Fixed Rate Mortgage. A mortgage whose interest rate remains constant over the life of the loan. The payments are not necessarily level. (See Graduated Payment Mortgage and Growing Equity Mortgage).

Fixed Schedule Mortgage. A mortgage whose payment schedule for the life of the loan is established at closing. The payments and interest rate are not necessarily level.

Graduated Payment Mortgage (GPM). A fixed-rate, fixed-schedule loan which starts with lower payments than a level payment loan; the payments rise annually over the first 5 to 10 years and then remain constant for the remainder of the loan. GPMs involve negative amortization.

Growing Equity Mortgage (Rapid Payoff Mortgage). A fixed-rate, fixed-schedule loan which starts with the same payments as a level payment loan; the payments rise annually, with the entire increase being used to reduce the outstanding balance. No negative amortization occurs, and the increase in payments may enable the borrower to pay off a 30-year loan in 15 to 20 years, or less.

Hazard Insurance. Protection against damage caused by fire, windstorm, or other common hazards. Many lenders require borrowers to carry it in an amount at least equal to the mortgage.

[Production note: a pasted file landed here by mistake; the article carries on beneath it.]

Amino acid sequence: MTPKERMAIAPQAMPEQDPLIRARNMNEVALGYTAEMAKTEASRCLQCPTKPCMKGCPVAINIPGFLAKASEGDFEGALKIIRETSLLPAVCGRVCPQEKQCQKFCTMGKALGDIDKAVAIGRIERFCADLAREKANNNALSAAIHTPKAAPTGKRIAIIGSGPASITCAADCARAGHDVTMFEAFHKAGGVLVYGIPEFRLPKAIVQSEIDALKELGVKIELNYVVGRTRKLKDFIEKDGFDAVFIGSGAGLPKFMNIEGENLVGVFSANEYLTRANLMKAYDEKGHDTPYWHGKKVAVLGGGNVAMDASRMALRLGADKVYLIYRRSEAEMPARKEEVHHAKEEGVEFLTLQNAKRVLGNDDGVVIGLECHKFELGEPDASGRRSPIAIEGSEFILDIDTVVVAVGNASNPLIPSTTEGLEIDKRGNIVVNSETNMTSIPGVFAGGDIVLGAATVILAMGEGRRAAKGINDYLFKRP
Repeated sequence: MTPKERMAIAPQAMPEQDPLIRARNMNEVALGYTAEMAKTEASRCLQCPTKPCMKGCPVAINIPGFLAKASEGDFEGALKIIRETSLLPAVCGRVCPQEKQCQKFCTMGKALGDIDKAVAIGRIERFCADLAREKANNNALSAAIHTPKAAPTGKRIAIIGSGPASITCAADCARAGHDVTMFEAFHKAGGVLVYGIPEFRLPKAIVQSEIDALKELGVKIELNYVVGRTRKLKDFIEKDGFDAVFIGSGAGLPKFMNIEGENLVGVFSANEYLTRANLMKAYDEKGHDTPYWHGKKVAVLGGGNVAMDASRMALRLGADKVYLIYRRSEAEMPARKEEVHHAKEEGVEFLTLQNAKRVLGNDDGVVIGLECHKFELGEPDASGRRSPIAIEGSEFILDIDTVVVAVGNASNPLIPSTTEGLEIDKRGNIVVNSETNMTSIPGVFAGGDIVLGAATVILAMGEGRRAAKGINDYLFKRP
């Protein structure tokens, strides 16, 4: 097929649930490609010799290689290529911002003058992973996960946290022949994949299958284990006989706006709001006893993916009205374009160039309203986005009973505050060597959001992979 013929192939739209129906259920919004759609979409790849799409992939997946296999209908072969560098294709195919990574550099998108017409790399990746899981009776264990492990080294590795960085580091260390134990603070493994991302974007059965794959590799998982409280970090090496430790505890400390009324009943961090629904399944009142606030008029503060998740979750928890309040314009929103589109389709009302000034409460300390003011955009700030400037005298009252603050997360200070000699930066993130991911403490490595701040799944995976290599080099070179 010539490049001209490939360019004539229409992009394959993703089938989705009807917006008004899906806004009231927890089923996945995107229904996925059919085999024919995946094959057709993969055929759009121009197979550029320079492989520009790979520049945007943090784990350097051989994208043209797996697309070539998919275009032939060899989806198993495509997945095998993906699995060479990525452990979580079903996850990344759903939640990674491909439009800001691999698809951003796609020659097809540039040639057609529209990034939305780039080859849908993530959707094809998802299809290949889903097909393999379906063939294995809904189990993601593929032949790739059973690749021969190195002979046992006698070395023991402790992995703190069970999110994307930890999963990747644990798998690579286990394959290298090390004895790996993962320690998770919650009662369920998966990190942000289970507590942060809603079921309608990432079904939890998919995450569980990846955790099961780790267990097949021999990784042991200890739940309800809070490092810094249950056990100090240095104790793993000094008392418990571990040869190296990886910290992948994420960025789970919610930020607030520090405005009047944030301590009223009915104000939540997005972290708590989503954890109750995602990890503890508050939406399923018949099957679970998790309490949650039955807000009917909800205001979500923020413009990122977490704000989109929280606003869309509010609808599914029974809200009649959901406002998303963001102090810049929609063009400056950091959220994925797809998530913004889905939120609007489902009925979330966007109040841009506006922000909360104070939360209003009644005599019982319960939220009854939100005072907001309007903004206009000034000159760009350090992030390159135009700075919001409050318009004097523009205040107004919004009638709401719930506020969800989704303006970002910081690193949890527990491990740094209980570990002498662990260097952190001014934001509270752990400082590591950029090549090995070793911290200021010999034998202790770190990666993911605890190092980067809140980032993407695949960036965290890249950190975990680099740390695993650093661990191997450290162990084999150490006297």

Housing Finance Agency. A state agency which offers a limited amount of below-market-rate home financing for low-and moderate-income households.

Index. The interest rate or adjustment standard which determines the changes in monthly payments for an adjustable rate loan.

Infrastructure. The public facilities and services needed to support residential development, including highways, bridges, schools, and sewer and water systems

Interest. The cost paid to a lender for the use of borrowed money.

Joint Tenancy. A form of ownership by which the tenants own a property equally. If one dies, the other would automatically inherit the entire property.

Level Payment Mortgage. A mortgage whose payments are identical for each month over the life of the loan.